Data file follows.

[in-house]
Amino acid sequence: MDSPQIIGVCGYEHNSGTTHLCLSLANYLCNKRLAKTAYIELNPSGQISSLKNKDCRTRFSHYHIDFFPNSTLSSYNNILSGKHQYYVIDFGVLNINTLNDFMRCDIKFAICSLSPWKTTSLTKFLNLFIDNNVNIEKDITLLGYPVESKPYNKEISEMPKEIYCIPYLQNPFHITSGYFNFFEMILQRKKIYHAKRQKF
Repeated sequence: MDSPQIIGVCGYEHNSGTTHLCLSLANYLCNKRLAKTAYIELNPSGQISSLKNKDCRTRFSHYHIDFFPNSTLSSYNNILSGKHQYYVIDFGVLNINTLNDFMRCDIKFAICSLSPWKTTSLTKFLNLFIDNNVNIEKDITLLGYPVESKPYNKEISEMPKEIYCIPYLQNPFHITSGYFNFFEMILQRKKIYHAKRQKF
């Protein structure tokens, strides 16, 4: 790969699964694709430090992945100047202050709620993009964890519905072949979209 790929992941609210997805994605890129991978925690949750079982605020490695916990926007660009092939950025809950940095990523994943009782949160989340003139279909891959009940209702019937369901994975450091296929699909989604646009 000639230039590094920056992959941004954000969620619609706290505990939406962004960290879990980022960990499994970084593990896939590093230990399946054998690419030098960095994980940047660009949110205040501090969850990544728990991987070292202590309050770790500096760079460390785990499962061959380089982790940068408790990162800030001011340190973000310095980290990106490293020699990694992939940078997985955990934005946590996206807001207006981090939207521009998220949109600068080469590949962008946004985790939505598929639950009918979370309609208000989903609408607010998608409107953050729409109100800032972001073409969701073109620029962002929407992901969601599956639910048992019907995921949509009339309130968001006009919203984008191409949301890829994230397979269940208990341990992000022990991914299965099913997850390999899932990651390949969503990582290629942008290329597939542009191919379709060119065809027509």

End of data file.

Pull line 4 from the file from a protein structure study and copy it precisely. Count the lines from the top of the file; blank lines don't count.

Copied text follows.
């Protein structure tokens, strides 16, 4: 790969699964694709430090992945100047202050709620993009964890519905072949979209 790929992941609210997805994605890129991978925690949750079982605020490695916990926007660009092939950025809950940095990523994943009782949160989340003139279909891959009940209702019937369901994975450091296929699909989604646009 000639230039590094920056992959941004954000969620619609706290505990939406962004960290879990980022960990499994970084593990896939590093230990399946054998690419030098960095994980940047660009949110205040501090969850990544728990991987070292202590309050770790500096760079460390785990499962061959380089982790940068408790990162800030001011340190973000310095980290990106490293020699990694992939940078997985955990934005946590996206807001207006981090939207521009998220949109600068080469590949962008946004985790939505598929639950009918979370309609208000989903609408607010998608409107953050729409109100800032972001073409969701073109620029962002929407992901969601599956639910048992019907995921949509009339309130968001006009919203984008191409949301890829994230397979269940208990341990992000022990991914299965099913997850390999899932990651390949969503990582290629942008290329597939542009191919379709060119065809027509």